Pollokshields Heritage  



Contact the Archives Section of The Mitchell Library.  
Your research can begin with the Glasgow Post Office Directories.  All addresses are listed in these directories from 1876 to 1976;  householders are named and their occupations can be traced.  If you work backwards in ten year stages till you find the first mention of your address and this will indicate the date of building.

The Mitchell also holds many of the architect’s plans which have the date of when the house was built.  

The original records of land changing hands – the ‘sasines’ – in the Glasgow Burgh, from 1690 to 1927 are also in The Mitchell.  And they hold the Barony and Regalty records from 1781 until the1970s and ’80s - also ‘sasines’.

Valuation Rolls also record details of owners and occupiers.  They are the more official records and more comprehensive than the Post Office Directories, since not everyone is listed in the PO Directories;  you had to pay to be included those!  On the other hand the amount of information provided is more limited.  These records are held at The Mitchell from 1913 onwards.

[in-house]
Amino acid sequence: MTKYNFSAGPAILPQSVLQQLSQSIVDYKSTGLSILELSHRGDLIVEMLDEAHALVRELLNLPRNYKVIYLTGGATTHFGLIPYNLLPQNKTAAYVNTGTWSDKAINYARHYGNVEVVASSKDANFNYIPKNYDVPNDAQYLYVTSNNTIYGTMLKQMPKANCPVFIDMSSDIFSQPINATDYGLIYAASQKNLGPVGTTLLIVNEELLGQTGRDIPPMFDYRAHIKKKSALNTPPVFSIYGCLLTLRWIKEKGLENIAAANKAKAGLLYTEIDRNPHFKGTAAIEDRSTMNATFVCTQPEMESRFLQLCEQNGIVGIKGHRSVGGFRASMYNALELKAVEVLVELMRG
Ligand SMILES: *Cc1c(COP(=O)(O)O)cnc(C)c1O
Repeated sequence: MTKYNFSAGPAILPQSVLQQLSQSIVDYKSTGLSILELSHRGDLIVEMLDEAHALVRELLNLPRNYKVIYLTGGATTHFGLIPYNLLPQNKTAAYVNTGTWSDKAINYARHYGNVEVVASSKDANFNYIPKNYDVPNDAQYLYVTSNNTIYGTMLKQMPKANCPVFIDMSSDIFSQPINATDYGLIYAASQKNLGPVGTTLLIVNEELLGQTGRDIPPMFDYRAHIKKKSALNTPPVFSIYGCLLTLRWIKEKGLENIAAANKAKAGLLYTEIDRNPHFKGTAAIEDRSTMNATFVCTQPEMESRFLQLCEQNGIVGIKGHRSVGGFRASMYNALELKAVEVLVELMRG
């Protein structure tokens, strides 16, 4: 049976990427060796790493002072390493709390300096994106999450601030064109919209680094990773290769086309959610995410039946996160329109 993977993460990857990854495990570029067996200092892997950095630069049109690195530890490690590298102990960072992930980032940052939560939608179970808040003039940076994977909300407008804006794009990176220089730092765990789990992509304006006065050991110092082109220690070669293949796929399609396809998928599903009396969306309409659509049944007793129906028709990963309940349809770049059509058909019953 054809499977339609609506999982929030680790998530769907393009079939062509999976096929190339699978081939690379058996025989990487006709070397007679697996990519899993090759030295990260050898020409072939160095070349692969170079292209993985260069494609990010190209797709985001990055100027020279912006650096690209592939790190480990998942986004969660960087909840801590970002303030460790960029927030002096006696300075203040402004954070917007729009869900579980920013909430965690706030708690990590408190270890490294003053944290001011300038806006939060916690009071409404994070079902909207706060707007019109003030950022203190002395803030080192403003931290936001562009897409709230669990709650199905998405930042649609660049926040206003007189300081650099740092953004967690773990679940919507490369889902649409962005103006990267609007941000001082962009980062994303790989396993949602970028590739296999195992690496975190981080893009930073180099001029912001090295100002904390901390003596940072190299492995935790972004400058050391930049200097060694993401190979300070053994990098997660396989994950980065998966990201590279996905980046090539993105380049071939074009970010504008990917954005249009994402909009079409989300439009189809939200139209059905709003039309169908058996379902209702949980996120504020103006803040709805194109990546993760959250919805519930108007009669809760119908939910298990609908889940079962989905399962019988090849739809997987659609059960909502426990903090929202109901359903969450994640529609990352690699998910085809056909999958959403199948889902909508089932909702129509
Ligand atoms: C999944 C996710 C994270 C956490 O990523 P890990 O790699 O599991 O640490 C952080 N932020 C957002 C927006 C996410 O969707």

The National Archives of Scotland hold valuation rolls and sasine records.
They have records created by Scottish government going back to the 12th century until the present day, along with private records created by businesses, landed estates, families, courts, churches and other corporate bodies.  www.nas.gov.uk

Census Records show who lived in the house at the time of the Census, their ages and occupations and family details.   The Census of 1911 is now online at www.scotlandspeople.gov.uk

You can also refer to the street index records at the ScotlandsPeople Centre in Edinburgh for a specific house search.

Registers of Scotland holds a data base which should contain information about the current and at least some of the previous owners besides significant dates of changes in ownership, mortgages, etc.  www.ros.gov.uk  Tel. 0845 607 0161.

There is also the Royal Commission on the Ancient and Historical Monuments of Scotland (RCAHMS).  The Commission has a responsibility to keep records of all buildings in Scotland – from castles and standing stones to cottages and city streets.

Happy House Hunting!

And do let us know what your researches come up with in your dig into history